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Contact: Deb Kurtz, 907-422-0544
September marked the arrival of autumn in the Kenai Fjords area with relatively mild conditions including warmer than normal temperatures, slightly above-normal precipitation and no significant wind events. Daytime high temperatures remained in the 50's and 60's (degrees F) with a maximum high of 69 degrees F reached on September 7th. Nighttime lows were well above freezing on most nights, providing an extended growing season for local gardeners. The coldest temperature of the month was 33 degrees F, recorded at the Seward airport on September 26th. Local streams and rivers saw minor flooding mid-month during typical September storms, but the month ended with clear skies and no precipitation.
As recorded at the Seward airport,the monthly average temperature for September was 52.0 degrees F; 2.5 degrees F above the 30-year normal. The total precipitation was 10.52 inches (107% of normal), 0.66 inches above the 30-year normal (1981-2010) for the month.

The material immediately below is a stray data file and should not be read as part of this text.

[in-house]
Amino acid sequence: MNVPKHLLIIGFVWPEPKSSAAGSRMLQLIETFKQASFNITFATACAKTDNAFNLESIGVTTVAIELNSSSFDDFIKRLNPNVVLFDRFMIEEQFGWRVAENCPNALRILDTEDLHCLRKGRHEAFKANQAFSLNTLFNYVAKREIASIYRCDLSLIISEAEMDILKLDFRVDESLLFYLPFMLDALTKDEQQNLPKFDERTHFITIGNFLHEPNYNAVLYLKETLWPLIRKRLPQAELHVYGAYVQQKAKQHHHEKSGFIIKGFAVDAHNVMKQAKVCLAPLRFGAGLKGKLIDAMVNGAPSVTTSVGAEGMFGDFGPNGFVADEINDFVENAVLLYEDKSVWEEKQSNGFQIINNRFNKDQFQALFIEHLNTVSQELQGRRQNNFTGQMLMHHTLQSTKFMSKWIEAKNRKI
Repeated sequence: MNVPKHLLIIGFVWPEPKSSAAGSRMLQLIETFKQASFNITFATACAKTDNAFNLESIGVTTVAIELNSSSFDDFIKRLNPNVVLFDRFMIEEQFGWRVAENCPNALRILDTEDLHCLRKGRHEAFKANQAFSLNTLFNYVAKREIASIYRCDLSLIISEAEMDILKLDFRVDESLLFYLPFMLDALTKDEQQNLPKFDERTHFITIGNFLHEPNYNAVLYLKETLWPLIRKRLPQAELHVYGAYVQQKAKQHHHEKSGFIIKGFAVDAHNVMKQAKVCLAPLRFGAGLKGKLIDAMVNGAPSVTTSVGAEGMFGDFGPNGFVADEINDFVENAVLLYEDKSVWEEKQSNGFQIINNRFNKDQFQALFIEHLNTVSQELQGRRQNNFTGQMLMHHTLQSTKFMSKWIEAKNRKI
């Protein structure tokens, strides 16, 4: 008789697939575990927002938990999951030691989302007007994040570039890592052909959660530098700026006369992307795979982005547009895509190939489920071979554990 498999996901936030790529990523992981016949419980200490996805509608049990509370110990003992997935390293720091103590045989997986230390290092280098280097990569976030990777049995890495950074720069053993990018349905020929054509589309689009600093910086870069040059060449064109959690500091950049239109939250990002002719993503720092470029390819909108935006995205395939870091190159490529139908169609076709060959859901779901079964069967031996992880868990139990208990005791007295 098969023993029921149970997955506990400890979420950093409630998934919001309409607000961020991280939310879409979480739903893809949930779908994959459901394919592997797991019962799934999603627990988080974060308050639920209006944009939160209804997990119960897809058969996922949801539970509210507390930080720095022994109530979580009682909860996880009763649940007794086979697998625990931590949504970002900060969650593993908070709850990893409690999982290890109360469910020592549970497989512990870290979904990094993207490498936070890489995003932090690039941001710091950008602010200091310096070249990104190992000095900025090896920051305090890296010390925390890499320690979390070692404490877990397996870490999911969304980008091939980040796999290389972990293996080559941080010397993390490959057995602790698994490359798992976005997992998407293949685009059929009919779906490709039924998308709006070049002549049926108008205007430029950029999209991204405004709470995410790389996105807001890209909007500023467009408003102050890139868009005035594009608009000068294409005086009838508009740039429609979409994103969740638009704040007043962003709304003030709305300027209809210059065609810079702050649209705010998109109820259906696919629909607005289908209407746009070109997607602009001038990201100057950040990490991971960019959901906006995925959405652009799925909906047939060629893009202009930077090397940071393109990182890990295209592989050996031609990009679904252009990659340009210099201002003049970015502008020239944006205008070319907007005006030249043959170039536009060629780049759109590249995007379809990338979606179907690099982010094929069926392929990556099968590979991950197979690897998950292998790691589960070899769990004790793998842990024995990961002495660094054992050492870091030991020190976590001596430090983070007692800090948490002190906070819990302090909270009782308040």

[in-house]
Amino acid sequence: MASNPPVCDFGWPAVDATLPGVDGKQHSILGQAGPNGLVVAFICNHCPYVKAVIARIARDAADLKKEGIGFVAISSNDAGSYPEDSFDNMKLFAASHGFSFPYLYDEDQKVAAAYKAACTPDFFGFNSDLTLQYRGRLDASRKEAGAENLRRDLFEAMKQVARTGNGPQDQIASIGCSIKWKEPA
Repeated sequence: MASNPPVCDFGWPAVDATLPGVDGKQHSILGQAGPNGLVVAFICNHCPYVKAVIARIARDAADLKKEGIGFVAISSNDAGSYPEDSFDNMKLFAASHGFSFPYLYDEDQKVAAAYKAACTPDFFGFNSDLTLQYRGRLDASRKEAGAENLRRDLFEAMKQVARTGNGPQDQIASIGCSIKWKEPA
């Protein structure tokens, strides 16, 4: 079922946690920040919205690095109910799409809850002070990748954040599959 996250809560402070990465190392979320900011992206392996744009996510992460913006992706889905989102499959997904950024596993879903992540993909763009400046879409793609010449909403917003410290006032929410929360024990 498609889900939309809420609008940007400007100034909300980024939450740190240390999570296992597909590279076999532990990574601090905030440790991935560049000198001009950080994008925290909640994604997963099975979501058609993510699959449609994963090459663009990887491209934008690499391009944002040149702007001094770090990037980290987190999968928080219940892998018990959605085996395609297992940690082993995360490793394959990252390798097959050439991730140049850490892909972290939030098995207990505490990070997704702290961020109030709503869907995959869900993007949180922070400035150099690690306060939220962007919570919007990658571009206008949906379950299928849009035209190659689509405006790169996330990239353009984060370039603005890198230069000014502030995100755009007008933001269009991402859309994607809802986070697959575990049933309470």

Also of note:
- The National Weather Service Climate Prediction Center's three month weather outlook (October-November-December) favors above-normal temperatures and above-normal precipitation for the Kenai Fjords area.
- Record warm temperatures across Alaska maritime locations may affect marine food webs such as jellyfish populations and salmon returns.
- Changes to the summer sea ice extent in arctic Alaska force walruses to seek new habitat and haul-out onshore in early fall.
- New research published in the journal The Cryosphere shows that the polar ice caps are melting at the fastest rate ever resulting in a loss of 500 cubic kilometers of ice each year.
- Researchers at the University of Michigan identified sunlight as a key player in the release of carbon from thawing permafrost.
- Researchers at the University of Southern Denmark report that arctic sea ice removes CO2from the atmosphere. As sea ice continues to melt, less CO2will be absorbed, resulting in an increase in atmospheric CO2.
- Is Alaska going to be the next Florida?The Guardian reports that by the end of the century, climate change will make Alaska’s climate one of the most comfortable places to live in the U.S.
- NOAA climate services portal serves as a single point-of-entry for NOAA's extensive climate information, data, products, services, and the climate science magazine ClimateWatch.
Read more to find out about the local climate for September 2014 (PDF)